Taking an environmentally sensitive approach to pest management


Missouri Environment & Garden



AUTHOR

Michele Warmund
University of Missouri
Division of Plant Sciences
(573) 882-9632
warmundm@missouri.edu

Spring Rain-A Blessing or a Curse for Fruit Growers?

Michele Warmund
University of Missouri
(573) 882-9632
warmundm@missouri.edu

Published: April 30, 2012

Spring rainfall is a mixed blessing for many. While plants require the sunshine and warm spring temperatures for growth, water is also necessary. Following droughty growing seasons, spring rains are needed to replenish moisture in the soil profile. Granular fertilizer is also applied to the soil to replace nutrients lost during the previous growing season from leaf removal, pruning, or harvesting of a crop. Rainfall soon after nitrogen fertilization helps dissolve the granules and moves the nutrient into the soil where plant roots absorb and utilize it for growth.

However, rain also promotes disease infection and interferes with spring chores, such as pruning and mowing, and the application of pesticides. Rainfall soon after a spraying can also affect the performance of the pesticide. Some of the factors that influence the "rainfastness" of an insecticide are the capacity of the chemical to penetrate the plant tissue, the inherent toxicity of the product, the target plant tissue, and the amount of rainfall.

Researchers from Michigan State University found that the total amount of rainfall is more important the duration. Also, insecticides tend to be more rainfast on apple foliage than on fruit when there is less a half inch of precipitation. However, as the amount of precipitation increases to two inches, both types of apple tissues tend to become more susceptible to pesticide wash-off so reapplication is necessary sooner to protect the crop. Organophosphate-type insecticides, such as Guthion and Malathion, are very susceptible to wash-off from rain because they do not readily penetrate cuticle layers on plant tissues. However, because Guthion is highly toxic, it does not require reapplication after precipitation as soon as some of the other insecticides. Pyrethroid, carbamate (such as Sevin), and insect growth regulator insecticides are generally moderately susceptible to wash-off. Once a neonicotinoid product is absorbed by the plant, it is systemic, and therefore very rainfast, even though the surface residues can wash off. Diamide and spinosyn-type insecticides (e.g., Spinosad) are also very rainfast.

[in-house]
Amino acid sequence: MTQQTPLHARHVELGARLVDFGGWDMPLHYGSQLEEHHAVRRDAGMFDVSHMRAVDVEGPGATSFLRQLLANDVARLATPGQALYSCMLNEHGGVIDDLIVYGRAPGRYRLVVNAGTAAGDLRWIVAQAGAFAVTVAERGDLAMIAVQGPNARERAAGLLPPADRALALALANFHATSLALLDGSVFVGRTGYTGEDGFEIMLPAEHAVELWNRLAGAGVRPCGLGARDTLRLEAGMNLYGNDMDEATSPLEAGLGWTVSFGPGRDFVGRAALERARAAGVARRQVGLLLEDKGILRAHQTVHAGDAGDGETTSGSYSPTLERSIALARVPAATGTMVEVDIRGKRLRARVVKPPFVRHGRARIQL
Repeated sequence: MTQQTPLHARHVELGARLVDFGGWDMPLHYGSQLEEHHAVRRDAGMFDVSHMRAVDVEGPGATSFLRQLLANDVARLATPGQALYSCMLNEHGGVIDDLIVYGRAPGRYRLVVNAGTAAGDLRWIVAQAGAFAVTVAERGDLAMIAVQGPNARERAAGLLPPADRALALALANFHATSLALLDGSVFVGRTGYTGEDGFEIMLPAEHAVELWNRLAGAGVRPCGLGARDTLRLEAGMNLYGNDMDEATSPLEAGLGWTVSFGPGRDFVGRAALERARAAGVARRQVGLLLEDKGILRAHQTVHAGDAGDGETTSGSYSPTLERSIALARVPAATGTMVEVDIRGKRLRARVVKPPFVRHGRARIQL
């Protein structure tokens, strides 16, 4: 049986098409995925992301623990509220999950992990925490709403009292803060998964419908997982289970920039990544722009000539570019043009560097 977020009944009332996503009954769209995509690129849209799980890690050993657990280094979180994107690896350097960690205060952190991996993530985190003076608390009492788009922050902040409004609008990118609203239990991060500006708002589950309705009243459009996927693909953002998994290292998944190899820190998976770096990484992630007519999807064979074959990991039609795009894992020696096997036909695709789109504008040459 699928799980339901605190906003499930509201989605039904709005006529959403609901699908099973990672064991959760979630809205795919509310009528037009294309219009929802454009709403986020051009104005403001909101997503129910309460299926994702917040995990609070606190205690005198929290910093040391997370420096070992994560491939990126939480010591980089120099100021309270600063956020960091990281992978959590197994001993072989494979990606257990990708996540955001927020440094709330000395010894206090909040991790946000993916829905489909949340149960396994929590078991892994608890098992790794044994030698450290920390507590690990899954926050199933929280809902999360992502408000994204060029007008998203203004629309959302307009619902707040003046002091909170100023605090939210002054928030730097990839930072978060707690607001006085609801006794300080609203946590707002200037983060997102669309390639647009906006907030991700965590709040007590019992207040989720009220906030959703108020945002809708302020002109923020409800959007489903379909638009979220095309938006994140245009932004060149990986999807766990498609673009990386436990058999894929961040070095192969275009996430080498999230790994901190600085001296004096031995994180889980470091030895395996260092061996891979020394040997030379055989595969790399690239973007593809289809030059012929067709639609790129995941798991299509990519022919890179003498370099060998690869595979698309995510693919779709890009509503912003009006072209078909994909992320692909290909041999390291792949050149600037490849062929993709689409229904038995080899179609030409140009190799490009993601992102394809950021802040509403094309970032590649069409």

For apple trees, early sprays are generally applied every 7 to 10 days and summer cover sprays are applied every 10 to 14 days. However, when one or two inches of rainfall occur, reapplication of Guthion is necessary to control codling moth larvae on apples seven days after the first application. In contrast, Assail should be reapplied after 7days when only one-half inch of precipitation occurs. For grapes and blueberries, most of the insecticides used on these crops must be reapplied after 7 days when a half-inch of rainfall occurs. For more specific examples see: http://news.msue.msu.edu/news/article/rainfast_characteristics_of_insecticides. Also, product labels usually contain information regarding the minimum time required for pesticide absorption before rainfall.

Thirty year monthly averages for central Missouri are 4.5 inches of rainfall in April and June and 5 inches of precipitation for May. Therefore, spring showers bring not only flowers, but also headaches when it comes to protecting fruit trees from pests!

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REVISED: April 30, 2012